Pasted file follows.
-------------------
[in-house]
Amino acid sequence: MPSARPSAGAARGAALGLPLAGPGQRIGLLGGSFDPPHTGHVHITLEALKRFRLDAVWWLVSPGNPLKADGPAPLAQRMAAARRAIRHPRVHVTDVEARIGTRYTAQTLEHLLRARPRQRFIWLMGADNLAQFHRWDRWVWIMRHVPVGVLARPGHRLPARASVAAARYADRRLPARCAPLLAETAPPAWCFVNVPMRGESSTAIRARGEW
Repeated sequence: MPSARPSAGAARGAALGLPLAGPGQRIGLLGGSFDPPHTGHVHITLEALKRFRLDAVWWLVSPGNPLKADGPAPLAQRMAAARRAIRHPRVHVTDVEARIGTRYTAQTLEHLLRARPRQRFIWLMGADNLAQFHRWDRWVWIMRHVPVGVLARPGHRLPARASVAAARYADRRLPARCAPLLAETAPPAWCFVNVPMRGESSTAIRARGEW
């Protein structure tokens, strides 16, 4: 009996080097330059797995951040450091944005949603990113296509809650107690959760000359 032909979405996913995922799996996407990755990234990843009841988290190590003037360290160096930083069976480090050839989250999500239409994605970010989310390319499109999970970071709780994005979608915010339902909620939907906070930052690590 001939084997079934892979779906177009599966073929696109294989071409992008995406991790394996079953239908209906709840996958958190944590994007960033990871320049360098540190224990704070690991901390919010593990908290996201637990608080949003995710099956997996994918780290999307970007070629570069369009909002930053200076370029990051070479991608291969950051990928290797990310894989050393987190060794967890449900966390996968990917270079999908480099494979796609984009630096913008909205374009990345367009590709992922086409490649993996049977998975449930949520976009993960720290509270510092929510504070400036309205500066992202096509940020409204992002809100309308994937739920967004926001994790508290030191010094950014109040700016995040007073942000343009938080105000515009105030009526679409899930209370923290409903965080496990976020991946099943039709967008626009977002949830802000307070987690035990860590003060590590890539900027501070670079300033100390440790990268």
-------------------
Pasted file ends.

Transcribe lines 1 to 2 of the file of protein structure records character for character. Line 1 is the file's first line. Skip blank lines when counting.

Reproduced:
[in-house]
Amino acid sequence: MPSARPSAGAARGAALGLPLAGPGQRIGLLGGSFDPPHTGHVHITLEALKRFRLDAVWWLVSPGNPLKADGPAPLAQRMAAARRAIRHPRVHVTDVEARIGTRYTAQTLEHLLRARPRQRFIWLMGADNLAQFHRWDRWVWIMRHVPVGVLARPGHRLPARASVAAARYADRRLPARCAPLLAETAPPAWCFVNVPMRGESSTAIRARGEW